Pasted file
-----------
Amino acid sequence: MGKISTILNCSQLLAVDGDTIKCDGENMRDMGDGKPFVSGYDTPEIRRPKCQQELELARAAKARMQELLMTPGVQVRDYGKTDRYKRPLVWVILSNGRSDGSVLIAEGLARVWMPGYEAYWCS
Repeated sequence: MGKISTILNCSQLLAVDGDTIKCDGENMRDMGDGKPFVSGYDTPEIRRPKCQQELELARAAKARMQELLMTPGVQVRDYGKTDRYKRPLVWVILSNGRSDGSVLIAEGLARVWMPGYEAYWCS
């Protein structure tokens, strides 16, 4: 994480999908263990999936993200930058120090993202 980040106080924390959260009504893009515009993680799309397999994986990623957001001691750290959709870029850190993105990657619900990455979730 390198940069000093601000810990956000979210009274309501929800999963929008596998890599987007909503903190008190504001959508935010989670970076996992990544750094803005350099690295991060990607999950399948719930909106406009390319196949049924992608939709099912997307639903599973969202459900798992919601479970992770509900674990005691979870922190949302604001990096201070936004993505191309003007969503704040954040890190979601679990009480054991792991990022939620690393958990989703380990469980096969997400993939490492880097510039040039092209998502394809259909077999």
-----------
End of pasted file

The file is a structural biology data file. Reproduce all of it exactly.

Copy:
Amino acid sequence: MGKISTILNCSQLLAVDGDTIKCDGENMRDMGDGKPFVSGYDTPEIRRPKCQQELELARAAKARMQELLMTPGVQVRDYGKTDRYKRPLVWVILSNGRSDGSVLIAEGLARVWMPGYEAYWCS
Repeated sequence: MGKISTILNCSQLLAVDGDTIKCDGENMRDMGDGKPFVSGYDTPEIRRPKCQQELELARAAKARMQELLMTPGVQVRDYGKTDRYKRPLVWVILSNGRSDGSVLIAEGLARVWMPGYEAYWCS
């Protein structure tokens, strides 16, 4: 994480999908263990999936993200930058120090993202 980040106080924390959260009504893009515009993680799309397999994986990623957001001691750290959709870029850190993105990657619900990455979730 390198940069000093601000810990956000979210009274309501929800999963929008596998890599987007909503903190008190504001959508935010989670970076996992990544750094803005350099690295991060990607999950399948719930909106406009390319196949049924992608939709099912997307639903599973969202459900798992919601479970992770509900674990005691979870922190949302604001990096201070936004993505191309003007969503704040954040890190979601679990009480054991792991990022939620690393958990989703380990469980096969997400993939490492880097510039040039092209998502394809259909077999």